20 Dec 2006

Marshall Island atolls keen to see court case proceed over nuclear compensation

3:45 pm on 20 December 2006

The trust liaison officer for the Marshall Islands atoll of Bikini, says filing legal action against the U.S. over their nuclear payout compensation was necessary because Congress had taken too long to help out.

Jack Niedenthal says a petition went to Congress in 2000 and it held hearings on whether the U.S. should provide more funds but the decision was shelved.

People from Bikini and Enewetak atolls are applying to the U.S. Federal Claims court to hear a case over not being paid the full compensation awarded to them by the Nuclear Claims Tribunal.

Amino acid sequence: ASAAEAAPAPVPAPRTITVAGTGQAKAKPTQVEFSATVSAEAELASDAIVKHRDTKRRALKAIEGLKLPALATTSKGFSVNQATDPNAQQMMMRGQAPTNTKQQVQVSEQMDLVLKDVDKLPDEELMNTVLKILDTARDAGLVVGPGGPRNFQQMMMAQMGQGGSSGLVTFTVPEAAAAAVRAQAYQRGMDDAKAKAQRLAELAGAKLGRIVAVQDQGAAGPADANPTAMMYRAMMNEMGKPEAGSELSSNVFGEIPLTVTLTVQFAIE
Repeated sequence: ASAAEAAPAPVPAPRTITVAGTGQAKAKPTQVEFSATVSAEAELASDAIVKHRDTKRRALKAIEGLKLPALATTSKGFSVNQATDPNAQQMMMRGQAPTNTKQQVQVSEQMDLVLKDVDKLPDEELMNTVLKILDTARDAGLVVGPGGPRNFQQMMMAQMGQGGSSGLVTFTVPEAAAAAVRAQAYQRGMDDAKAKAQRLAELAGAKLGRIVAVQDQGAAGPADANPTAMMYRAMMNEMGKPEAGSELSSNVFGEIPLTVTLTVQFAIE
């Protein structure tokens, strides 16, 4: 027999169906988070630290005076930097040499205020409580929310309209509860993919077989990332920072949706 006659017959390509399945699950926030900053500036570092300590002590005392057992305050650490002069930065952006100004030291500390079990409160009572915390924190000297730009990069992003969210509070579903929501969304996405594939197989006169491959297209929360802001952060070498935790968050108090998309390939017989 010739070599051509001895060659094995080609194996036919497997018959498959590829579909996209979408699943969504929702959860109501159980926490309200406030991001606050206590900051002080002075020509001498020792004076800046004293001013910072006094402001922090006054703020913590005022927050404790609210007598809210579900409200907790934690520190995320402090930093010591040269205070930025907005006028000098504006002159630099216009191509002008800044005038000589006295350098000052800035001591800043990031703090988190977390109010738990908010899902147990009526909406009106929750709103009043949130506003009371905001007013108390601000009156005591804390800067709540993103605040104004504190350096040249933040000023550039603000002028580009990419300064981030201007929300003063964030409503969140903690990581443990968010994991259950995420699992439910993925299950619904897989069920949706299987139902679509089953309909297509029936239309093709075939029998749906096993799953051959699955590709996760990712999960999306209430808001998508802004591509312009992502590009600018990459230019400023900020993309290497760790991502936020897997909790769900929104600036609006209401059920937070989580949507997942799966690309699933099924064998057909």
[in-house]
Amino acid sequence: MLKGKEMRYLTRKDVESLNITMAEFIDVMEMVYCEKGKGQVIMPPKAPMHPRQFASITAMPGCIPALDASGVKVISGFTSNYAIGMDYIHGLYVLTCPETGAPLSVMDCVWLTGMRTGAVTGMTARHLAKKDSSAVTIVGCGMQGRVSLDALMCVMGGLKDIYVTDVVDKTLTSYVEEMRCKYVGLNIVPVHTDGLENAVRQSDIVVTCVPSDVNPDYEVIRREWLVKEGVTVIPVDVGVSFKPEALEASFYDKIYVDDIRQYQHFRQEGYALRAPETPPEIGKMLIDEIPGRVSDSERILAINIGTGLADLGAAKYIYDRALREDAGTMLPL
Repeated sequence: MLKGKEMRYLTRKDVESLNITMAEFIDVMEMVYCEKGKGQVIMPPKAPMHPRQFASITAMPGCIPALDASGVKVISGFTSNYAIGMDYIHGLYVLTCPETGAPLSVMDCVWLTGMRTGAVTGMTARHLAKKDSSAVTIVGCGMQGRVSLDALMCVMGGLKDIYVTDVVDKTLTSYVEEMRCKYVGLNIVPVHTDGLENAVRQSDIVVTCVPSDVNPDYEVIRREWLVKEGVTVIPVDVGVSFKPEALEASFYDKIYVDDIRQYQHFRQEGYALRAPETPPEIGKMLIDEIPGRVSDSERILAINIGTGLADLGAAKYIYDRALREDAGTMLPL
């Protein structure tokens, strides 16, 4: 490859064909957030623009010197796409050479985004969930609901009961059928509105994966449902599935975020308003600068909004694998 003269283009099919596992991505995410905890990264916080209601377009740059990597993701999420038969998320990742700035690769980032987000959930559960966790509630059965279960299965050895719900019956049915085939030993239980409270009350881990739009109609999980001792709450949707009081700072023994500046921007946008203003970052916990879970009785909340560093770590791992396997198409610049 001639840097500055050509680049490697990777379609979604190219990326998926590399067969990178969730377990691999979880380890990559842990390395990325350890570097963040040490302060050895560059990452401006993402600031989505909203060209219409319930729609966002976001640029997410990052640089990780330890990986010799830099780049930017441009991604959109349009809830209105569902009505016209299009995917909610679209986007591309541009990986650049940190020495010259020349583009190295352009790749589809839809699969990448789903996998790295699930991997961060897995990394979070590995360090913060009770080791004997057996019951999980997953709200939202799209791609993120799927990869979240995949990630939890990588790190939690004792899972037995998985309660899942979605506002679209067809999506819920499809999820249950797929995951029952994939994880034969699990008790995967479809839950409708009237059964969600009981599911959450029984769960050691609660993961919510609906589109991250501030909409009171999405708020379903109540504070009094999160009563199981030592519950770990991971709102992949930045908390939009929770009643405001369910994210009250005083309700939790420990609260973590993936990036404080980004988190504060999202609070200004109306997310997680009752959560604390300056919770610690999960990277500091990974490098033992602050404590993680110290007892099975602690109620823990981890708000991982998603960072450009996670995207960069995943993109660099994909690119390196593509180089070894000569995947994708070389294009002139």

The tribunal determined that they should receive a total of more than 900 million U.S. dollars between them over damage suffered from the U.S. nuclear tests conducted during the 1940s and 50s.

They've received only token payments because the U.S. provided only 150 million dollars to the tribunal to allocate in the 1980s.

Mr Niedenthal says the judge will decide within the next month or so whether the case can proceed.

"All we have to do is survive that motion to dismiss and that's a huge if because it's going to be a real long shot but if we survive that, I know the U.S. is going to want to come to the table because it will mean billions of dollars to them. I mean, they have a lot to lose so they're going to want to come to the table and negotiate some kind of settlement."

Jack Niedenthal.